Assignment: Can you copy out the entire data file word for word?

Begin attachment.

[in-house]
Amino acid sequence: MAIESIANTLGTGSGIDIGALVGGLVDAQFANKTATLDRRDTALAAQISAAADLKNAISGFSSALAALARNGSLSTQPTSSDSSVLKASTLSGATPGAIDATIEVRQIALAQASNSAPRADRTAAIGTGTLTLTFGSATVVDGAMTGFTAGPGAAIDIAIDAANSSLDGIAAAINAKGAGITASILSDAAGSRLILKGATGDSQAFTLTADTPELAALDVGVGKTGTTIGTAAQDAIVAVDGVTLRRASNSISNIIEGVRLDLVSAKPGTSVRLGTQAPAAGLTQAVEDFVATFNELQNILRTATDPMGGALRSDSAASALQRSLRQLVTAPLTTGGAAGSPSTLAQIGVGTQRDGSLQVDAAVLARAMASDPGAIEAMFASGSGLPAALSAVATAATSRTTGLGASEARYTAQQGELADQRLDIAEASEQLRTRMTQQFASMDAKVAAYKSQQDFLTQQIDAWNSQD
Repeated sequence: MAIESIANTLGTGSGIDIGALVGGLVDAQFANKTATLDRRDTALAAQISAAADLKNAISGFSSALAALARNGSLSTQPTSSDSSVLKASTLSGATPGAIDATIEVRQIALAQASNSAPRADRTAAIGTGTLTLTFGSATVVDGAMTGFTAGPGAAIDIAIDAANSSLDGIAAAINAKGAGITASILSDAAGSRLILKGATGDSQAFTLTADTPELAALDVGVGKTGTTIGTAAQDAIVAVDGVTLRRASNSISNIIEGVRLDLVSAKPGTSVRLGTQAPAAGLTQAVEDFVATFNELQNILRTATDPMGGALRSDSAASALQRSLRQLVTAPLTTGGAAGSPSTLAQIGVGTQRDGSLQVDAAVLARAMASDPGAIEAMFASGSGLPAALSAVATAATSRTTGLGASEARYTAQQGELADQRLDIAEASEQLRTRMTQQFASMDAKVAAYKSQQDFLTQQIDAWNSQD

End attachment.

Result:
[in-house]
Amino acid sequence: MAIESIANTLGTGSGIDIGALVGGLVDAQFANKTATLDRRDTALAAQISAAADLKNAISGFSSALAALARNGSLSTQPTSSDSSVLKASTLSGATPGAIDATIEVRQIALAQASNSAPRADRTAAIGTGTLTLTFGSATVVDGAMTGFTAGPGAAIDIAIDAANSSLDGIAAAINAKGAGITASILSDAAGSRLILKGATGDSQAFTLTADTPELAALDVGVGKTGTTIGTAAQDAIVAVDGVTLRRASNSISNIIEGVRLDLVSAKPGTSVRLGTQAPAAGLTQAVEDFVATFNELQNILRTATDPMGGALRSDSAASALQRSLRQLVTAPLTTGGAAGSPSTLAQIGVGTQRDGSLQVDAAVLARAMASDPGAIEAMFASGSGLPAALSAVATAATSRTTGLGASEARYTAQQGELADQRLDIAEASEQLRTRMTQQFASMDAKVAAYKSQQDFLTQQIDAWNSQD
Repeated sequence: MAIESIANTLGTGSGIDIGALVGGLVDAQFANKTATLDRRDTALAAQISAAADLKNAISGFSSALAALARNGSLSTQPTSSDSSVLKASTLSGATPGAIDATIEVRQIALAQASNSAPRADRTAAIGTGTLTLTFGSATVVDGAMTGFTAGPGAAIDIAIDAANSSLDGIAAAINAKGAGITASILSDAAGSRLILKGATGDSQAFTLTADTPELAALDVGVGKTGTTIGTAAQDAIVAVDGVTLRRASNSISNIIEGVRLDLVSAKPGTSVRLGTQAPAAGLTQAVEDFVATFNELQNILRTATDPMGGALRSDSAASALQRSLRQLVTAPLTTGGAAGSPSTLAQIGVGTQRDGSLQVDAAVLARAMASDPGAIEAMFASGSGLPAALSAVATAATSRTTGLGASEARYTAQQGELADQRLDIAEASEQLRTRMTQQFASMDAKVAAYKSQQDFLTQQIDAWNSQD